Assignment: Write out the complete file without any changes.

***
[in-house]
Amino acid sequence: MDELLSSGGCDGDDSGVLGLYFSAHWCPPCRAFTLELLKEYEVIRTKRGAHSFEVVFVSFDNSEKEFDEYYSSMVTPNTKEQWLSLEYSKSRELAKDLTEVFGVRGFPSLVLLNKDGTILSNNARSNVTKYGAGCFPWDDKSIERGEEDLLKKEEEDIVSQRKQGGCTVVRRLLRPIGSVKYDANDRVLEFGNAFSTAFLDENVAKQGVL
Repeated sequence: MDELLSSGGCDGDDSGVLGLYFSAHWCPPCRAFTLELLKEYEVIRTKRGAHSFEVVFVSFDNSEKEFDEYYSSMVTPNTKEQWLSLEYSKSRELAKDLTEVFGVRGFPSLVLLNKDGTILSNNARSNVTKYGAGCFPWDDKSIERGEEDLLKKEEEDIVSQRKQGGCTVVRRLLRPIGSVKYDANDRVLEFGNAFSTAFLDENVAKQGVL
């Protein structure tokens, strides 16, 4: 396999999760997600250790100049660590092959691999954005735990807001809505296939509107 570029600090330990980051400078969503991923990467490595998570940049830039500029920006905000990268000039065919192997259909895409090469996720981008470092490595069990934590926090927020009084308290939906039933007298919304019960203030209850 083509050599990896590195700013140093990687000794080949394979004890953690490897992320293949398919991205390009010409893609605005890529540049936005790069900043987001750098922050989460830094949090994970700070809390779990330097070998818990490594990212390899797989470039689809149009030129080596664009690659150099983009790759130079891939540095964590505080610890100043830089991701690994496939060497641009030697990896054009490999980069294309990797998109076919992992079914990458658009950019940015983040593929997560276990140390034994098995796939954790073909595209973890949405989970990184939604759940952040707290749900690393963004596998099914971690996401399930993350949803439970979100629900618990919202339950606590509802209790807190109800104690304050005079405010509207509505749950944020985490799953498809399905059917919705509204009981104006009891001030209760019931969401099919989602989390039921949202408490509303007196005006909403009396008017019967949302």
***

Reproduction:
[in-house]
Amino acid sequence: MDELLSSGGCDGDDSGVLGLYFSAHWCPPCRAFTLELLKEYEVIRTKRGAHSFEVVFVSFDNSEKEFDEYYSSMVTPNTKEQWLSLEYSKSRELAKDLTEVFGVRGFPSLVLLNKDGTILSNNARSNVTKYGAGCFPWDDKSIERGEEDLLKKEEEDIVSQRKQGGCTVVRRLLRPIGSVKYDANDRVLEFGNAFSTAFLDENVAKQGVL
Repeated sequence: MDELLSSGGCDGDDSGVLGLYFSAHWCPPCRAFTLELLKEYEVIRTKRGAHSFEVVFVSFDNSEKEFDEYYSSMVTPNTKEQWLSLEYSKSRELAKDLTEVFGVRGFPSLVLLNKDGTILSNNARSNVTKYGAGCFPWDDKSIERGEEDLLKKEEEDIVSQRKQGGCTVVRRLLRPIGSVKYDANDRVLEFGNAFSTAFLDENVAKQGVL
């Protein structure tokens, strides 16, 4: 396999999760997600250790100049660590092959691999954005735990807001809505296939509107 570029600090330990980051400078969503991923990467490595998570940049830039500029920006905000990268000039065919192997259909895409090469996720981008470092490595069990934590926090927020009084308290939906039933007298919304019960203030209850 083509050599990896590195700013140093990687000794080949394979004890953690490897992320293949398919991205390009010409893609605005890529540049936005790069900043987001750098922050989460830094949090994970700070809390779990330097070998818990490594990212390899797989470039689809149009030129080596664009690659150099983009790759130079891939540095964590505080610890100043830089991701690994496939060497641009030697990896054009490999980069294309990797998109076919992992079914990458658009950019940015983040593929997560276990140390034994098995796939954790073909595209973890949405989970990184939604759940952040707290749900690393963004596998099914971690996401399930993350949803439970979100629900618990919202339950606590509802209790807190109800104690304050005079405010509207509505749950944020985490799953498809399905059917919705509204009981104006009891001030209760019931969401099919989602989390039921949202408490509303007196005006909403009396008017019967949302």